The visionary architect Buckminster Fuller believed that a single design could save the world. That ethos is being carried forward by the Buckminster Fuller Institute, which every year holds a contest to create a design with maximum social impact; the winner gets a seed grant of $100,000.
The 33 finalists, chosen from 285 entries, were just unveiled.
The grand prize winner will be announced on May 4. The grand prize winnner was announced today, May 4th, and it goes to the ongoing City Car project at MIT, overseen by William J. Mitchell. The idea is to produce an on-demand network of short-range vehicles—thus solving the scaling problems in public transportation.
The vehicles would be checked out at activity hubs, such as train
stations and shopping malls. Their roofs would use solar cells to
generate their own power, and sell excess power back into the grid:
In addition, we culled eight more of our favorites:
Bonnie L Y Chu proposes a system of cyclone proof shelters that can be built from hand without any construction experience, using prefabricated molds which guide the process:
V. S. Gardiner designed a portable toilet that transforms waste into fertilizer—a double boon for subsistence farmers with inadequate sanitation:
Charlie Paton, Michael Pawlyn and Bill Watts aim to replant the Sahara desert, through a simple system that creates fresh water from seawater using solar evaporation. They believe the system would create a new, self-sustaining source of abundant fresh water:
Kickstart creates simple tools that people in the undeveloped world can use to start their own businesses. The most popular tool so far has been the Super Money Maker pump—a hand-held water well that allows subsistence farmers to create larger operations:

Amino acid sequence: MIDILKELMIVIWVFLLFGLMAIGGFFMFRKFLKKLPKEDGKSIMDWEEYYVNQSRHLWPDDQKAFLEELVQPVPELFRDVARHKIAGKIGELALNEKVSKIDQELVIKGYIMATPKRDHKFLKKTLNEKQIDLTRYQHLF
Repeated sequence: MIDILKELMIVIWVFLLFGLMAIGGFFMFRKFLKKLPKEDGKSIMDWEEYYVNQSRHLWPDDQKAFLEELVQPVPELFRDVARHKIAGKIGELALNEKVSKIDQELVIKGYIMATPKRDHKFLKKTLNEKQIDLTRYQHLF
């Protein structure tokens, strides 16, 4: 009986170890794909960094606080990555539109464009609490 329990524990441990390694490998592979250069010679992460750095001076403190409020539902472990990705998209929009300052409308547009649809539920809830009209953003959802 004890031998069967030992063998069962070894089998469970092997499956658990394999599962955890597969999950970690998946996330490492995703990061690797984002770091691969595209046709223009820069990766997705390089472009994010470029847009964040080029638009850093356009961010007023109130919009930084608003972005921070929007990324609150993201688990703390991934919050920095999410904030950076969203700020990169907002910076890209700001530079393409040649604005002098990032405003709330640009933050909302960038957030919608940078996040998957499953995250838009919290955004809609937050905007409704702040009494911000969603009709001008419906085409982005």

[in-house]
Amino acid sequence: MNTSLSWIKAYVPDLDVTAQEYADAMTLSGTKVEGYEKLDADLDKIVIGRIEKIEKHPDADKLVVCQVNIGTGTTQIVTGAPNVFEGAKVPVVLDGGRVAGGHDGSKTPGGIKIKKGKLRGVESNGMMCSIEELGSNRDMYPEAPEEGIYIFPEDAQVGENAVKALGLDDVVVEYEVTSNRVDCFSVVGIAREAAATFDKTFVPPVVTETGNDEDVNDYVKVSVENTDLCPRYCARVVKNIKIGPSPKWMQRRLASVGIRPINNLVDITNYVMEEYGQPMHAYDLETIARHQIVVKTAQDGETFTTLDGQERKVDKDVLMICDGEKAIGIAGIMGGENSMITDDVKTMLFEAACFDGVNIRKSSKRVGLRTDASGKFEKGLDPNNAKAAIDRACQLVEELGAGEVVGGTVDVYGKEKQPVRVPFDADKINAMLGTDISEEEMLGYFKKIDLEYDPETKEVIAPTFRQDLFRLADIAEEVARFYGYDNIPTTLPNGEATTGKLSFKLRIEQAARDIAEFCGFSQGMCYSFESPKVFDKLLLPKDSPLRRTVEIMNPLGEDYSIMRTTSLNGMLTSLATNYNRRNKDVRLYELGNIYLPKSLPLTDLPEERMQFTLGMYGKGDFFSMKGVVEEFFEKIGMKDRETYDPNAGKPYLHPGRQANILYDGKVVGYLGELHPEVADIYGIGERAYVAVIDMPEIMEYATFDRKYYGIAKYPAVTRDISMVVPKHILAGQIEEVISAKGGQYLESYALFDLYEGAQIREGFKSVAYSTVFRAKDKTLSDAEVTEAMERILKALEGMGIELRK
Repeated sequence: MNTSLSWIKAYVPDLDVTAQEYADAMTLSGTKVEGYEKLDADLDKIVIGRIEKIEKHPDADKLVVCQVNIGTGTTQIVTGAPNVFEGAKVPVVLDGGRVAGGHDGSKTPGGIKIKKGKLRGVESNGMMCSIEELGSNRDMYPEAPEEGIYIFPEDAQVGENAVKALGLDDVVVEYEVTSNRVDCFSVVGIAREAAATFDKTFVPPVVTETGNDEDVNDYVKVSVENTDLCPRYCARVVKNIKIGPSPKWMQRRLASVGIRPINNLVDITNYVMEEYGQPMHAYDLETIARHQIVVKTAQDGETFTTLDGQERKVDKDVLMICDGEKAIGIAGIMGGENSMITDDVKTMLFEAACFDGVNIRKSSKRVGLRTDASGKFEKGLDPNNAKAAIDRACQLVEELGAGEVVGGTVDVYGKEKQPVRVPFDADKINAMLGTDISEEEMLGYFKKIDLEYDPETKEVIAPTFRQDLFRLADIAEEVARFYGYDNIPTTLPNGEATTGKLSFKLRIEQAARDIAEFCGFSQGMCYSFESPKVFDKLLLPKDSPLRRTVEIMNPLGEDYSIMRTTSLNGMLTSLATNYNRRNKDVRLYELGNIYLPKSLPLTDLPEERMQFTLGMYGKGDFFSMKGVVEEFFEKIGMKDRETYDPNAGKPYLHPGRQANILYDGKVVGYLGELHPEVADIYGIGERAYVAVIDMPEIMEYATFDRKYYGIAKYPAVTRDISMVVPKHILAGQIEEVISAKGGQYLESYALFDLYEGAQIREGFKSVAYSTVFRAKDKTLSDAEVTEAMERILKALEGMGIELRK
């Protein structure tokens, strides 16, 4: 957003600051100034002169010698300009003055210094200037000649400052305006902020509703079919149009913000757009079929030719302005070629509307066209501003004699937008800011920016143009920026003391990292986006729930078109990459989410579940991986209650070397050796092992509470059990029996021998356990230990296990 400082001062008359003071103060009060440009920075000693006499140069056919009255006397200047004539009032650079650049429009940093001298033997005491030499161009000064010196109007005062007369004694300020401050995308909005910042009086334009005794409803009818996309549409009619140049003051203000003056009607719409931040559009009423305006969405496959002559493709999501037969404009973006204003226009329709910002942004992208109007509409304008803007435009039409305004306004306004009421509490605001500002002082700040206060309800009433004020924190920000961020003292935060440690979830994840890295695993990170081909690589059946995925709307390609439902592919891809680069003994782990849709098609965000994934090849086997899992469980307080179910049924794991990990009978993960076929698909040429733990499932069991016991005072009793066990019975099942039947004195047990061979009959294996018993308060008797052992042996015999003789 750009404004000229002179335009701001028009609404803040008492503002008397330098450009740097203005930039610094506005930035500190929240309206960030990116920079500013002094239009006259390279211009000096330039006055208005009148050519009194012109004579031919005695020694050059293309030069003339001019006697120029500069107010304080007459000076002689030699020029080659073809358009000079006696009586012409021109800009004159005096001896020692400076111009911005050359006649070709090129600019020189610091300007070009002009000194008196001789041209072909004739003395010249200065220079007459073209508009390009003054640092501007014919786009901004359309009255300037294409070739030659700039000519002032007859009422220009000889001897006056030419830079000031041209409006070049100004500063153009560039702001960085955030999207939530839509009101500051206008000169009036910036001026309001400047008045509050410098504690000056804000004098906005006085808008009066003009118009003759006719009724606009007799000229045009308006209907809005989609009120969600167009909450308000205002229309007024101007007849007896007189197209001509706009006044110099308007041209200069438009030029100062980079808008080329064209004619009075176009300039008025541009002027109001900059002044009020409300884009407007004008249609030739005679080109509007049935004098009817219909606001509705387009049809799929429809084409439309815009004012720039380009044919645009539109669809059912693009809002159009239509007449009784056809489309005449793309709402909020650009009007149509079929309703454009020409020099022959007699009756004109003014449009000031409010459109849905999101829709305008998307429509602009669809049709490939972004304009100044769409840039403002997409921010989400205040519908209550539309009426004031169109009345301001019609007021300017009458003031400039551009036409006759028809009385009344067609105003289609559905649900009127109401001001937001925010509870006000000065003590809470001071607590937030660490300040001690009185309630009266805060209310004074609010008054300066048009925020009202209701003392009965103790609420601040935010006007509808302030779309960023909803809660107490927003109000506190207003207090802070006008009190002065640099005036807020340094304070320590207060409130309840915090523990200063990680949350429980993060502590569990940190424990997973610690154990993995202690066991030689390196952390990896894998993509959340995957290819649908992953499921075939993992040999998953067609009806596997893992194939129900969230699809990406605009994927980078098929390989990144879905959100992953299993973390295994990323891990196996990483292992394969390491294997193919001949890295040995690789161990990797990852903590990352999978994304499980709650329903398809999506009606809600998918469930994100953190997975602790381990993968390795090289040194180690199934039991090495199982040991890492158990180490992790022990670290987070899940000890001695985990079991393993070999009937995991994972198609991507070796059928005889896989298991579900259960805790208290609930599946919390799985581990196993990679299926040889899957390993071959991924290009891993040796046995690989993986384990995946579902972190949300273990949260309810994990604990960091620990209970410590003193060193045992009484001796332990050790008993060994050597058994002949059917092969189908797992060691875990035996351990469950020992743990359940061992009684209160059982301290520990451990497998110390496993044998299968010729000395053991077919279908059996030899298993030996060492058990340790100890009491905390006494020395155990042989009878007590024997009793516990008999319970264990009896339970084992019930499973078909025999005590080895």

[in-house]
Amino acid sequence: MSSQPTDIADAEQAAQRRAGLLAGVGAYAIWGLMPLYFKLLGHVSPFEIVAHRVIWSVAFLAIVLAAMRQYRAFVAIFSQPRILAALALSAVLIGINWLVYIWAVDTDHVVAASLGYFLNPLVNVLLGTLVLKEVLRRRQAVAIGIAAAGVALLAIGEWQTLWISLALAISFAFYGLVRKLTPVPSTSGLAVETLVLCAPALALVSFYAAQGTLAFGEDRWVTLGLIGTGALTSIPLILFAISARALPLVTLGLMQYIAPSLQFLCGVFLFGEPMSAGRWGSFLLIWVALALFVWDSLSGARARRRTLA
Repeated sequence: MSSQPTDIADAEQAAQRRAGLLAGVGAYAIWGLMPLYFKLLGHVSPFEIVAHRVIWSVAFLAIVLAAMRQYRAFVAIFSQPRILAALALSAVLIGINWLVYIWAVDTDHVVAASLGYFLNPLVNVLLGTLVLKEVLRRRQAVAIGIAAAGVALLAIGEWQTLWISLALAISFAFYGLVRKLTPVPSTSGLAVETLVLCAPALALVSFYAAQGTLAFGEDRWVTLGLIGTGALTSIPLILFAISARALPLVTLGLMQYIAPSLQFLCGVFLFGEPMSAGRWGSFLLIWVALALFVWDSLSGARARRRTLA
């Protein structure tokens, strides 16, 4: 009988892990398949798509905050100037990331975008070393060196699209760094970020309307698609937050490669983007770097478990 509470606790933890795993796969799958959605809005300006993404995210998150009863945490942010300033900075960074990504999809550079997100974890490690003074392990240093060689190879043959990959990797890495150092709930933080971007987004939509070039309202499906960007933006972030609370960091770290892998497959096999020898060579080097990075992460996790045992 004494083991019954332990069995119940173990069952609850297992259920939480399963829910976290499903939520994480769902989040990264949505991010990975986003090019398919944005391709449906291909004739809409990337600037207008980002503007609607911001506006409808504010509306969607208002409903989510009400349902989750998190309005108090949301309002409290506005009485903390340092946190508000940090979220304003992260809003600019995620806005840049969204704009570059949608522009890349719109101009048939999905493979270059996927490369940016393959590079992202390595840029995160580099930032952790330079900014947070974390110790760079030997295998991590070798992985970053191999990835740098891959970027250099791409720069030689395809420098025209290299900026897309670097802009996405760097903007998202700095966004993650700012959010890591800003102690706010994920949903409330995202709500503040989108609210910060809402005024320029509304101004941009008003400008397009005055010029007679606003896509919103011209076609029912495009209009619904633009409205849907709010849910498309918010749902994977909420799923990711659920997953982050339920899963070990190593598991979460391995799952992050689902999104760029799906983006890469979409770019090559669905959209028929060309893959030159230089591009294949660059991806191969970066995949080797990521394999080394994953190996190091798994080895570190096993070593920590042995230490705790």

Much in the wild-eyed tradition of Buckminster Fuller himself, a team of architects, mathematicians, and computer scientists proposed a system of computer programs that could automatically generate building designs. New designs would respond to previous ones, ensuring rational urban development. They'd be built on site, using rapid prototyping. Perhaps 100 years off, but fascinating nonetheless:
A staggering portion of the world lives in slums without proper sanitation. Umande Trust, working in Nairobi, is addressing this by building communal latrines that generate biogas, which fuels the sanitation process and subsidizes the project's expansion:
Styrofoam and numerous other building products consist of as much as 70% petrochemicals. Eben Bayer, Gavin McIntyre, Edward Browka found a fungus that, when applied to agricultural byproducts, produces a drop-in replacement for Styrofoam:
Urban farming? Don't laugh—numerous groups are pursuing the idea. It's even been estimated that transforming the New York City's roofs into small gardens could provide fresh fruits and vegetable for all six million people in the city. Stacey Murphy Landmines Productions designed a system of urban farms and distribution networks that would use incidental green space to form a local farming co-op: